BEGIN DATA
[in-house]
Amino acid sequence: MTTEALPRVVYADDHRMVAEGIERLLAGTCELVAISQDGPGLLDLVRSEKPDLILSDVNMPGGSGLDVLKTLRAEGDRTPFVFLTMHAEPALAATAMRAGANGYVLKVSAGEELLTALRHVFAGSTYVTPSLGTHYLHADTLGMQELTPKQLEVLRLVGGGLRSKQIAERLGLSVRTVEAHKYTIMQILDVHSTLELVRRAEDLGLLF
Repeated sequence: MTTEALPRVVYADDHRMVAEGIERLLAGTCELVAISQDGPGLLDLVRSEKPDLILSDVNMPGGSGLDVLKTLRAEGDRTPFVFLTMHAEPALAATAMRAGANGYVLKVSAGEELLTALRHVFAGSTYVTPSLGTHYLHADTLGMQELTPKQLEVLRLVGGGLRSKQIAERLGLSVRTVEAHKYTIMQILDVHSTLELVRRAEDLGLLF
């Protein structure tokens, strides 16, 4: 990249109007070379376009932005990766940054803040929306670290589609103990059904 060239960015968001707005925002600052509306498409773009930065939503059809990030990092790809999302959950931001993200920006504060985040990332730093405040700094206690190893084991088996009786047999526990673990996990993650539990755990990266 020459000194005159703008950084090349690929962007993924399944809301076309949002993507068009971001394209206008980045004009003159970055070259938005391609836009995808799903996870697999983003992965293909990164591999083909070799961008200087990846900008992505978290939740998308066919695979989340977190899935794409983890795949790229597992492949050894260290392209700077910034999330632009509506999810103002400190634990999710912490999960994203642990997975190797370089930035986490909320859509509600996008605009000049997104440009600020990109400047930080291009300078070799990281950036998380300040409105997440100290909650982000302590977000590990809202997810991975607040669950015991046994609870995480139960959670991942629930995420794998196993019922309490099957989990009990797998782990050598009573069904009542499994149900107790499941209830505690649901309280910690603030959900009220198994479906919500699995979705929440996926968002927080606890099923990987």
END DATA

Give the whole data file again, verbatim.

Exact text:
[in-house]
Amino acid sequence: MTTEALPRVVYADDHRMVAEGIERLLAGTCELVAISQDGPGLLDLVRSEKPDLILSDVNMPGGSGLDVLKTLRAEGDRTPFVFLTMHAEPALAATAMRAGANGYVLKVSAGEELLTALRHVFAGSTYVTPSLGTHYLHADTLGMQELTPKQLEVLRLVGGGLRSKQIAERLGLSVRTVEAHKYTIMQILDVHSTLELVRRAEDLGLLF
Repeated sequence: MTTEALPRVVYADDHRMVAEGIERLLAGTCELVAISQDGPGLLDLVRSEKPDLILSDVNMPGGSGLDVLKTLRAEGDRTPFVFLTMHAEPALAATAMRAGANGYVLKVSAGEELLTALRHVFAGSTYVTPSLGTHYLHADTLGMQELTPKQLEVLRLVGGGLRSKQIAERLGLSVRTVEAHKYTIMQILDVHSTLELVRRAEDLGLLF
């Protein structure tokens, strides 16, 4: 990249109007070379376009932005990766940054803040929306670290589609103990059904 060239960015968001707005925002600052509306498409773009930065939503059809990030990092790809999302959950931001993200920006504060985040990332730093405040700094206690190893084991088996009786047999526990673990996990993650539990755990990266 020459000194005159703008950084090349690929962007993924399944809301076309949002993507068009971001394209206008980045004009003159970055070259938005391609836009995808799903996870697999983003992965293909990164591999083909070799961008200087990846900008992505978290939740998308066919695979989340977190899935794409983890795949790229597992492949050894260290392209700077910034999330632009509506999810103002400190634990999710912490999960994203642990997975190797370089930035986490909320859509509600996008605009000049997104440009600020990109400047930080291009300078070799990281950036998380300040409105997440100290909650982000302590977000590990809202997810991975607040669950015991046994609870995480139960959670991942629930995420794998196993019922309490099957989990009990797998782990050598009573069904009542499994149900107790499941209830505690649901309280910690603030959900009220198994479906919500699995979705929440996926968002927080606890099923990987």